Game Review: RAGE is the Salieri in a Season of Mozarts


By: Stephen Crane

RAGE was released last week, and by rather popular demand I began playing the game for a review. In just under a week I've had quite a bit of play time with the game. Keep reading to find out my thoughts on the title!

Release Date: October 4

Released For: PC, Mac, Xbox360, PS3

System Played On: PC

Hour Played: 11

Single Player Progress: Completed

Single Player Thoughts: RAGE was published by two first person giants in the gaming industry: id and Bethesda Softworks. id, of course, brought us fantastic FPS games like Quake and Doom. Bethesda gave us The Elder Scrolls franchise. With both developers influencing each other, you would think RAGE would be a triumph in an open world with incredibly rich, often disturbing environments and a deep story. Unfortunately, despite having an obvious impact on each other, both studios couldn't produce a game that excelled in what it set out to be.

Let's get a few things cleared up about what RAGE is not. It's not a rich, open world where your decisions effect the plot. It isn't a deep RPG akin to Oblivion or Fallout 3, and I didn't expect it to be. The presentation seems like the game could be a more serious, realistic Borderlands but it really isn't that either.

Right off the bat you are treated to a beautiful, yet barren landscape. You have questions about who you are, why you are the only survivor, and exactly what happened, yet you meet up with Dan Hagar (wonderfully voiced by John Goodman) who picks you up, kills a few bandits, then gives you a gun and tells you to go kill a few yourself. Immersion was almost immediately broken as your silent character is treated like he has no questions, no agency, and should immediately know what is going on.

The game can be pretty fun at its basics. The developers did a fantastic job of emphasizing the need to conserve ammo right from the start, and the controls are incredibly tight. What really impressed me was the ability to shoot helmets off the bandits, or watching them recoil appropriately depending on whether or not you shot them in the leg or the shoulder.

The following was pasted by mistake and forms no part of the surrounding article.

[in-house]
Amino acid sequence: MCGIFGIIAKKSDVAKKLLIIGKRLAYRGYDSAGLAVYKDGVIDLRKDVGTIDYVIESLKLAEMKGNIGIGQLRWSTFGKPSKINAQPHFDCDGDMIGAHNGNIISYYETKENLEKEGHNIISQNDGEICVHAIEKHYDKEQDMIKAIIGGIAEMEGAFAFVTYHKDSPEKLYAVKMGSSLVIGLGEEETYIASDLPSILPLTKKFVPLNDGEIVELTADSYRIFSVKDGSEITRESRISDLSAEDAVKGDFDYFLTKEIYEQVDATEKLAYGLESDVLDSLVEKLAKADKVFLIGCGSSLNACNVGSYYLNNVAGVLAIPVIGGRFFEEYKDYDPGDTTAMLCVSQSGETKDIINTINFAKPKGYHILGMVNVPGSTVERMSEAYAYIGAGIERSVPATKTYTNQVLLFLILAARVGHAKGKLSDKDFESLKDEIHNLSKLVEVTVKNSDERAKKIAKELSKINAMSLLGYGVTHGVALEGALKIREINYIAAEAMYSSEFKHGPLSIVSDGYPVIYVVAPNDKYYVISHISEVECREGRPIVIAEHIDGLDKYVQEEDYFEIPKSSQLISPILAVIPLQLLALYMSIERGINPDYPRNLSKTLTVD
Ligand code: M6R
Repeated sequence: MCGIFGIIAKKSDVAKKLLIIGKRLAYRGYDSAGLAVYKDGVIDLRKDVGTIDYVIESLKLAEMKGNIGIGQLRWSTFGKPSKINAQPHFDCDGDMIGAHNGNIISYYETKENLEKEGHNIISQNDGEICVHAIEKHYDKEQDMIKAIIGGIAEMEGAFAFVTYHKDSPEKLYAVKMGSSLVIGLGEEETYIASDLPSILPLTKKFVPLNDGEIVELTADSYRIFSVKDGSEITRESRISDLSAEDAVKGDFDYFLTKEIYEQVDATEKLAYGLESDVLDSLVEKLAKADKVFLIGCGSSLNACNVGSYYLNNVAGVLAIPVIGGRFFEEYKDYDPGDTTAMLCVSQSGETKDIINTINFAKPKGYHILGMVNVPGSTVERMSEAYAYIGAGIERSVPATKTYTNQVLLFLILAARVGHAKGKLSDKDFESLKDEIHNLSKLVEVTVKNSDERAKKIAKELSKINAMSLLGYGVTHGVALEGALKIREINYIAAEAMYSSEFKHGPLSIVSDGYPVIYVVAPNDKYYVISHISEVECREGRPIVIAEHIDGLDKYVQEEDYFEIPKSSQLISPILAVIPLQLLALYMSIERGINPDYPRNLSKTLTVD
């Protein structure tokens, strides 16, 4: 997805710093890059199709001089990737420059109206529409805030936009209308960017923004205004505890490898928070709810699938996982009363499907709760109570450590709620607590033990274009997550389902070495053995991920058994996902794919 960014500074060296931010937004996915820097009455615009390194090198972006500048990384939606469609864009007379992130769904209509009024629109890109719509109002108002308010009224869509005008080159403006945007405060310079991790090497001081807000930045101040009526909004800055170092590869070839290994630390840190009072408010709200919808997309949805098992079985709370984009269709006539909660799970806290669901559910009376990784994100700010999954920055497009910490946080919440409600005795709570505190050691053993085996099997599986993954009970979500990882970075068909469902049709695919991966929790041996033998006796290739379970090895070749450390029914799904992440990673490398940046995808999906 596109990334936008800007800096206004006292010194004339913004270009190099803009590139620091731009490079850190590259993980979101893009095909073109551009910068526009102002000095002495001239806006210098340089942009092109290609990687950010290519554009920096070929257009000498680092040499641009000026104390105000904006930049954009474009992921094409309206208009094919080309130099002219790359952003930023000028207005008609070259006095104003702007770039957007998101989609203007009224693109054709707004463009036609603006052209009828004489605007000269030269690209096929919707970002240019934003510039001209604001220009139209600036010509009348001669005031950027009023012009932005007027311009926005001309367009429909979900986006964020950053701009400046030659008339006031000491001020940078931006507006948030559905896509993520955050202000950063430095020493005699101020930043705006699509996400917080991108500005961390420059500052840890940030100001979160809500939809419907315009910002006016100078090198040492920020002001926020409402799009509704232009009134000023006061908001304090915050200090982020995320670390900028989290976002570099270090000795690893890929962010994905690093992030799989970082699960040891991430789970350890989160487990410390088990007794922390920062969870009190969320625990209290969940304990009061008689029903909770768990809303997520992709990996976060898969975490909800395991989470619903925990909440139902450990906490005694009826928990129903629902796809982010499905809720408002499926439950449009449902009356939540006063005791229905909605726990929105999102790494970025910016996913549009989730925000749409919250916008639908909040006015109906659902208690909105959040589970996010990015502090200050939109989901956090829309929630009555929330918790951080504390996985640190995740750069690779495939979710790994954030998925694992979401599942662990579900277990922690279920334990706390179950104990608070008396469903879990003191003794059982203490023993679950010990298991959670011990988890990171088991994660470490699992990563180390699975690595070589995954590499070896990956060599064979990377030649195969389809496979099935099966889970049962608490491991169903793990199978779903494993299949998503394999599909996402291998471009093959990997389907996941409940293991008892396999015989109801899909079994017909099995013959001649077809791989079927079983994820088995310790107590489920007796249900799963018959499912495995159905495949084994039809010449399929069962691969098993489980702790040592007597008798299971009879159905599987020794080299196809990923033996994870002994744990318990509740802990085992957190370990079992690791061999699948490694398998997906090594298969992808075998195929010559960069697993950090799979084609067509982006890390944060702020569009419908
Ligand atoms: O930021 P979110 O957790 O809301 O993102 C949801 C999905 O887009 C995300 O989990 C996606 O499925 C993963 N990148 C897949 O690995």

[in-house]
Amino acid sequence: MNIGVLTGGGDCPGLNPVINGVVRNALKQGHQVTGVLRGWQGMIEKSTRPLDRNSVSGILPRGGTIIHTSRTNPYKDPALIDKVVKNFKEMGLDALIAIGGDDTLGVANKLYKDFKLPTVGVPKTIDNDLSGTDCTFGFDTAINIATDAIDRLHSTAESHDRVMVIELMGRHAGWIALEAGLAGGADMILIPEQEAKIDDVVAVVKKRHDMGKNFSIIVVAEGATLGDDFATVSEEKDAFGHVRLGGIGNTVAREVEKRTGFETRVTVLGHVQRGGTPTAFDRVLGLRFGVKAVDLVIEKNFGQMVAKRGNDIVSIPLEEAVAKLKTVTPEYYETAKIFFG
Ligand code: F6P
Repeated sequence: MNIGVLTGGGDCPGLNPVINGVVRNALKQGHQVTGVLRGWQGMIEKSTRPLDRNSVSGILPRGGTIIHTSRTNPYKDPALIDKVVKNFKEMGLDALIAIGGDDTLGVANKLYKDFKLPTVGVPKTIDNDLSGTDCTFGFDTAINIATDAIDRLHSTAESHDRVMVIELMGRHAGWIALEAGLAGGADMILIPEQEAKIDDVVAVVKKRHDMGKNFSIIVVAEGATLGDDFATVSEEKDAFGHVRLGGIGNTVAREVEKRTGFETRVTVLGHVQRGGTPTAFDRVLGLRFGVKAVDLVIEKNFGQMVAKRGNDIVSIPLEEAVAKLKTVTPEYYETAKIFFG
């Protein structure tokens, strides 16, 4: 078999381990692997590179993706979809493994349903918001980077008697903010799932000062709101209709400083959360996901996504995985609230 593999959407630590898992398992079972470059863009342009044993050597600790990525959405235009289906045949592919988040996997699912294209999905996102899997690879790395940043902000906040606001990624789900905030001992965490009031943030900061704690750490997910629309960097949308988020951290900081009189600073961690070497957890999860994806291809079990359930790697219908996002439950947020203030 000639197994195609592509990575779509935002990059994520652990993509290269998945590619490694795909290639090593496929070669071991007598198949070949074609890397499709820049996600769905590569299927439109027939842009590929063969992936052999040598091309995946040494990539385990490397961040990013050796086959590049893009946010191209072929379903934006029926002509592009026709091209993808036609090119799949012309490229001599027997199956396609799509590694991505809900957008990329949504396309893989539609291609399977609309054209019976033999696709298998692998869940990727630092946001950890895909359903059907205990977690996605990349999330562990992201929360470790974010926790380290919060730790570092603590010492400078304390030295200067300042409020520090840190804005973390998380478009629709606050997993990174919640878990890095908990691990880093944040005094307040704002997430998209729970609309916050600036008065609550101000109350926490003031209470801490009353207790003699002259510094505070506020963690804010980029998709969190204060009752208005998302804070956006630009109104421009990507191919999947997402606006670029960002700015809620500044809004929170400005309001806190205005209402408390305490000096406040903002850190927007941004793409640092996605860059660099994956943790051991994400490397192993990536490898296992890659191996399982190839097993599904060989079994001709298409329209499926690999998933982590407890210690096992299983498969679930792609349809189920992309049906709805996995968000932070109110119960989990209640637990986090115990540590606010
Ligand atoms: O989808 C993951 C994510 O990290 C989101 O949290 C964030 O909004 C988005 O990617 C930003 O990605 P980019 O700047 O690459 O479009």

There are a few blunders outside the core shooting, however. First and foremost, the graphics have been quite strained on the PC. It's obviously a driver issue, and it seems to hit AMD cards harder than NVIDIA. That being said, my NVIDIA card was still showing similar issues with framerates and textures taking too long to load. Anyone looking to purchase Rage for the PC needs to be aware of this issue. There are fixes, but they may take a while to figure out. A quick browse around YouTube will definitely help you.


Despite the work put into the physical landscapes in the game, they feel lacking in real personality. Everything is rendered beautifully (when rendered properly) but I didn't get to see the personality or the fun quirks in the game. Instead, it just felt like another quick shooter where the mechanics were obviously the focus, but the reason for us to use the mechanics felt rather broken. Why should I go on these missions and kill bandits? Boderlands gave us quirky humor to help move the story along. Fallout 3 gave us a deep story. RAGE gives us neither.

The "open world" in RAGE just felt like a way to pad out the time between missions. Occasionally I would get a twinge of excitement when I saw bandits and had to engage in a battle, but half the time you can just boost by them and they would be none the wiser.